Mind May Trump DNA in Exercise and Eating Habits

If you tell people they have a genetic predisposition to a low capacity for exercise or a tendency to overeat, their bodies start to respond accordingly…

The study raises provocative questions about the extent to which our genes affect our physical well-being and whether, in some instances, our beliefs about our bodies, capabilities and limits might be even more influential…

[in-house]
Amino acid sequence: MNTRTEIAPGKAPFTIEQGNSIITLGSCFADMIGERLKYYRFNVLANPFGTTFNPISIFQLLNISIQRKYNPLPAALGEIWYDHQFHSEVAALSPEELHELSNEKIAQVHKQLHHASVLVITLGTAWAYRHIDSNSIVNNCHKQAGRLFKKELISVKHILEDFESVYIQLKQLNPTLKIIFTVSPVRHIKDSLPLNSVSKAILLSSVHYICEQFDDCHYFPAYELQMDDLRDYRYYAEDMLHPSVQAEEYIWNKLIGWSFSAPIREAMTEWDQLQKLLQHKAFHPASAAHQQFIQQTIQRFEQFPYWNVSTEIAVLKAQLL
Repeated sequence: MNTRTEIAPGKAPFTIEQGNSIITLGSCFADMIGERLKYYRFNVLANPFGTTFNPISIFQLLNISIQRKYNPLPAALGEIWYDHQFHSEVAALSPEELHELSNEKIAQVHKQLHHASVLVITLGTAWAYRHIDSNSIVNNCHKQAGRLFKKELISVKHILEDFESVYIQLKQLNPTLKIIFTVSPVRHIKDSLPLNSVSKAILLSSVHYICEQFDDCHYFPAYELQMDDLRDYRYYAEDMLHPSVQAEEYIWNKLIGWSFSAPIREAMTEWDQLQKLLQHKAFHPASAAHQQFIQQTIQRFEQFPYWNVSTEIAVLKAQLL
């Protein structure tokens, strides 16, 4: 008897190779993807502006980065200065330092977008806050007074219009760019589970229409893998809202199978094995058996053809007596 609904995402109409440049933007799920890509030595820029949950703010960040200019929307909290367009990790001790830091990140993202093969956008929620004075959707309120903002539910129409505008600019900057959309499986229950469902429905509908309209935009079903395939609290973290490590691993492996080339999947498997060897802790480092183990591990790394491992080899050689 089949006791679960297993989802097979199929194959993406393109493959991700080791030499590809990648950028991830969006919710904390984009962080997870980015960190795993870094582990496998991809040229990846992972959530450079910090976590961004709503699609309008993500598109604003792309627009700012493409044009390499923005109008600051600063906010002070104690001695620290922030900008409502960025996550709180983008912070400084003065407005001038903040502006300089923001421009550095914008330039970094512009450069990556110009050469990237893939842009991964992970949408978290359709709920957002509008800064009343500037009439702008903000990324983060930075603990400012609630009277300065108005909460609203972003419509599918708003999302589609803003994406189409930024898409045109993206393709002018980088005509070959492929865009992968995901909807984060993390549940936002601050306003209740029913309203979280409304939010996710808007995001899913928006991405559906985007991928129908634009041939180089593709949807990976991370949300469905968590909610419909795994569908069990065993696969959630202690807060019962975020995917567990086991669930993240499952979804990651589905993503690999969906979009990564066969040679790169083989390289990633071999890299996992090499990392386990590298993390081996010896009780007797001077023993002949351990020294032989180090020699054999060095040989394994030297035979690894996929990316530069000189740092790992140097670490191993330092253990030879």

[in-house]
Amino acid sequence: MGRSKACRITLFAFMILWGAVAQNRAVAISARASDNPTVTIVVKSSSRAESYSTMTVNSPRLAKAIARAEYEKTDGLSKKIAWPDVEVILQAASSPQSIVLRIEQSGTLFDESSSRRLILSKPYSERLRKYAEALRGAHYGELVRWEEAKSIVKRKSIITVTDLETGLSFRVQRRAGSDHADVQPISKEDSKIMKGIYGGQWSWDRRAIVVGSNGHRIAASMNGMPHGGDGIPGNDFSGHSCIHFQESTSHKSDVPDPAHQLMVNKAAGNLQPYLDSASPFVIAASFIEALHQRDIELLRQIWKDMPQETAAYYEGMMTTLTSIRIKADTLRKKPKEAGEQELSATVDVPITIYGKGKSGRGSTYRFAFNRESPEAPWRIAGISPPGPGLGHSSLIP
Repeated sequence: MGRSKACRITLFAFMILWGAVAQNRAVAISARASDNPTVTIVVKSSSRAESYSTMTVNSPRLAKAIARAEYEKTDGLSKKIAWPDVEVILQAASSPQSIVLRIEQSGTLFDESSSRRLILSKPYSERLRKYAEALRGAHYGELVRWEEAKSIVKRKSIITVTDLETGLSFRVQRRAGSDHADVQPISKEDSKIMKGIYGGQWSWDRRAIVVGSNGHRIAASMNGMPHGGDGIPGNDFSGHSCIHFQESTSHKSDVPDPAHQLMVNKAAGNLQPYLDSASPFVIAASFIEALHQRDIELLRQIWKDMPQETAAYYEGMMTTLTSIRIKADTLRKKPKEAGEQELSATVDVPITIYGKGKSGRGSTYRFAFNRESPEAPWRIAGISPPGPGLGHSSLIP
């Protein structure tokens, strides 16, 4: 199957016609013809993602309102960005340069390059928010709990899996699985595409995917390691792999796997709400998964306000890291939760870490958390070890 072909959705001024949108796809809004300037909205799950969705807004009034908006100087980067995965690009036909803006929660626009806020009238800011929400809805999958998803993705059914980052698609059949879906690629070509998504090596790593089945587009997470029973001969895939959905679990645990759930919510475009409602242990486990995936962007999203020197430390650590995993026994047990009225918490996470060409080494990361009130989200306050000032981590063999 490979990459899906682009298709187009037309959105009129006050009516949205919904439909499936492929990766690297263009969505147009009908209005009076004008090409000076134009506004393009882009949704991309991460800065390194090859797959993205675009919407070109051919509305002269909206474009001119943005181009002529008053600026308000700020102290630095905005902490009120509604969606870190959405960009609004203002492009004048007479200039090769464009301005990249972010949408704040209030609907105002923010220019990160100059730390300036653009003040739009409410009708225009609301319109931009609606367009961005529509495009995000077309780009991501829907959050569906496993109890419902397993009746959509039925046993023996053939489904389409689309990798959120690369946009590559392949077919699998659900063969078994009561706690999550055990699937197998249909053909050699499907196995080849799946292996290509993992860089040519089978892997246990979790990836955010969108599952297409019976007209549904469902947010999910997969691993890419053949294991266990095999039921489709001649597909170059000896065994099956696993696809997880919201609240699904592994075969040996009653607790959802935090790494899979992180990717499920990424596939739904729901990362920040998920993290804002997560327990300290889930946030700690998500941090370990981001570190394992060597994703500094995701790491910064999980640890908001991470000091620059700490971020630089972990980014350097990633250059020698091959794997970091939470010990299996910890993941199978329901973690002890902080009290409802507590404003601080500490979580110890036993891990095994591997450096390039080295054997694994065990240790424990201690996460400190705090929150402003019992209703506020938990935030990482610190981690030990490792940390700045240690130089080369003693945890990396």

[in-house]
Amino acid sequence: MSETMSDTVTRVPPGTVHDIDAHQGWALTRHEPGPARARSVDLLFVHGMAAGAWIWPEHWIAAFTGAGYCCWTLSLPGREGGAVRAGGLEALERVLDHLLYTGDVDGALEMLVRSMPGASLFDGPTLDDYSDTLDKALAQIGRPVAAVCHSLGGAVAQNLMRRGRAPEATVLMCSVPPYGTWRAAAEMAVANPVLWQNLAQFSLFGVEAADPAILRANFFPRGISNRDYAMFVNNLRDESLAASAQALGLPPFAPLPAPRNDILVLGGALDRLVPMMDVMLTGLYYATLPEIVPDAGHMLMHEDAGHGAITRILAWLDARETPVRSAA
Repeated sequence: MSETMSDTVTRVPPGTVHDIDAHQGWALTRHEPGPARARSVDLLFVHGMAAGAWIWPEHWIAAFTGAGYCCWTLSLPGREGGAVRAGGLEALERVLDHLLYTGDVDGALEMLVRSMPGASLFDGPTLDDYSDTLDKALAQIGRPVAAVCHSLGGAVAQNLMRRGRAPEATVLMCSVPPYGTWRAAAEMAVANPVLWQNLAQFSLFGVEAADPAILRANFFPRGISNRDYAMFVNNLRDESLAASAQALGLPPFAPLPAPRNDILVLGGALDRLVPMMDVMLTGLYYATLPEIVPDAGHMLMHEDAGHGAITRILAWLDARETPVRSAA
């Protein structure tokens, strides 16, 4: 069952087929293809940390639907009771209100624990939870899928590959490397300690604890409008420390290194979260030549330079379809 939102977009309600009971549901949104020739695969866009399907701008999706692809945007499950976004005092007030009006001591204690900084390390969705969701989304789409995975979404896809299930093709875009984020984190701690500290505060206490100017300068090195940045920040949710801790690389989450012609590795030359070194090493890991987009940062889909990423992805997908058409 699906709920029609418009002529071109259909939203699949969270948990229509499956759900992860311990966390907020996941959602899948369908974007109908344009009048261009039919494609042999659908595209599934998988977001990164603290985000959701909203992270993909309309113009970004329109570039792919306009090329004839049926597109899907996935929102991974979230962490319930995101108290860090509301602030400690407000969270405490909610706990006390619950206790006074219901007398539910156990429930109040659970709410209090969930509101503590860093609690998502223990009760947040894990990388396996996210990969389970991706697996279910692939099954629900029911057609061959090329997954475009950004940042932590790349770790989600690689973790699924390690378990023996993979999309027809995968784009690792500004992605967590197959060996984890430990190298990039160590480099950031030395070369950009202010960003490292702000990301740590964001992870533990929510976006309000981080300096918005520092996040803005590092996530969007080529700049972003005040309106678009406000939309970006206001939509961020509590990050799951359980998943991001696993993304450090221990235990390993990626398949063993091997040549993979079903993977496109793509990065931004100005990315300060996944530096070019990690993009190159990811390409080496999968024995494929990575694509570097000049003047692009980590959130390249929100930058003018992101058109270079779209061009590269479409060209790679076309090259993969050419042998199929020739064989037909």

Our mind-sets, or mental expectations about ourselves, seem to play an equal or even greater role than does our DNA in shaping some of our bodies’ reactions to diet and exercise, Mr. Turnwald says.

These findings suggest that “people tend to attribute more power to genes than they probably should,” says Bradley Turnwald, a doctoral student at Stanford who conducted the study with the senior author, Alia Crum, and others.

But far more research is needed, he continues, to understand the interplay of genes, beliefs and health, and eventually help people better interpret any results they receive from genetic health tests, Mr. Turnwald says.